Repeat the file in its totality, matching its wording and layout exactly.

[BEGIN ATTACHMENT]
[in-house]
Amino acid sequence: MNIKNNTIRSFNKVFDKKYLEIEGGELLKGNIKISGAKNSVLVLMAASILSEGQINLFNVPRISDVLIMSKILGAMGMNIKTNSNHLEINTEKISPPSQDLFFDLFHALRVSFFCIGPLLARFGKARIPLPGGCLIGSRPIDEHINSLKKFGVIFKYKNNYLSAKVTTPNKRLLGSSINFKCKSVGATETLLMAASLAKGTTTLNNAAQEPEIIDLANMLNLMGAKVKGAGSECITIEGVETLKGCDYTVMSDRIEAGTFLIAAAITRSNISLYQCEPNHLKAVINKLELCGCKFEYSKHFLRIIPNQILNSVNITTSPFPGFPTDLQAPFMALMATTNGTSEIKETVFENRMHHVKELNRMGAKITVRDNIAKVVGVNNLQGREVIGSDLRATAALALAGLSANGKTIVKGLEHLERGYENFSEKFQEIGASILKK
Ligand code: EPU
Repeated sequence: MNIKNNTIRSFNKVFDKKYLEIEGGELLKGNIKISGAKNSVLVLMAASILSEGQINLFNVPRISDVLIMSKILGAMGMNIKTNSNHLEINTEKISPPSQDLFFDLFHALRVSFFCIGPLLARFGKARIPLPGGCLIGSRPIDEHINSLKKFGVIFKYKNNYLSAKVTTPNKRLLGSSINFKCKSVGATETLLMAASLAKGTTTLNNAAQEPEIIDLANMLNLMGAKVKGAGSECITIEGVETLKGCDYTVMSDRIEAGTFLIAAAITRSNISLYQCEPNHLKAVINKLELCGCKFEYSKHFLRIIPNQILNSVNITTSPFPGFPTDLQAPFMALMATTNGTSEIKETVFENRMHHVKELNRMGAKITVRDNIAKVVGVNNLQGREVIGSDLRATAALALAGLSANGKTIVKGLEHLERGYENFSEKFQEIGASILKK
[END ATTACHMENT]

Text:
[in-house]
Amino acid sequence: MNIKNNTIRSFNKVFDKKYLEIEGGELLKGNIKISGAKNSVLVLMAASILSEGQINLFNVPRISDVLIMSKILGAMGMNIKTNSNHLEINTEKISPPSQDLFFDLFHALRVSFFCIGPLLARFGKARIPLPGGCLIGSRPIDEHINSLKKFGVIFKYKNNYLSAKVTTPNKRLLGSSINFKCKSVGATETLLMAASLAKGTTTLNNAAQEPEIIDLANMLNLMGAKVKGAGSECITIEGVETLKGCDYTVMSDRIEAGTFLIAAAITRSNISLYQCEPNHLKAVINKLELCGCKFEYSKHFLRIIPNQILNSVNITTSPFPGFPTDLQAPFMALMATTNGTSEIKETVFENRMHHVKELNRMGAKITVRDNIAKVVGVNNLQGREVIGSDLRATAALALAGLSANGKTIVKGLEHLERGYENFSEKFQEIGASILKK
Ligand code: EPU
Repeated sequence: MNIKNNTIRSFNKVFDKKYLEIEGGELLKGNIKISGAKNSVLVLMAASILSEGQINLFNVPRISDVLIMSKILGAMGMNIKTNSNHLEINTEKISPPSQDLFFDLFHALRVSFFCIGPLLARFGKARIPLPGGCLIGSRPIDEHINSLKKFGVIFKYKNNYLSAKVTTPNKRLLGSSINFKCKSVGATETLLMAASLAKGTTTLNNAAQEPEIIDLANMLNLMGAKVKGAGSECITIEGVETLKGCDYTVMSDRIEAGTFLIAAAITRSNISLYQCEPNHLKAVINKLELCGCKFEYSKHFLRIIPNQILNSVNITTSPFPGFPTDLQAPFMALMATTNGTSEIKETVFENRMHHVKELNRMGAKITVRDNIAKVVGVNNLQGREVIGSDLRATAALALAGLSANGKTIVKGLEHLERGYENFSEKFQEIGASILKK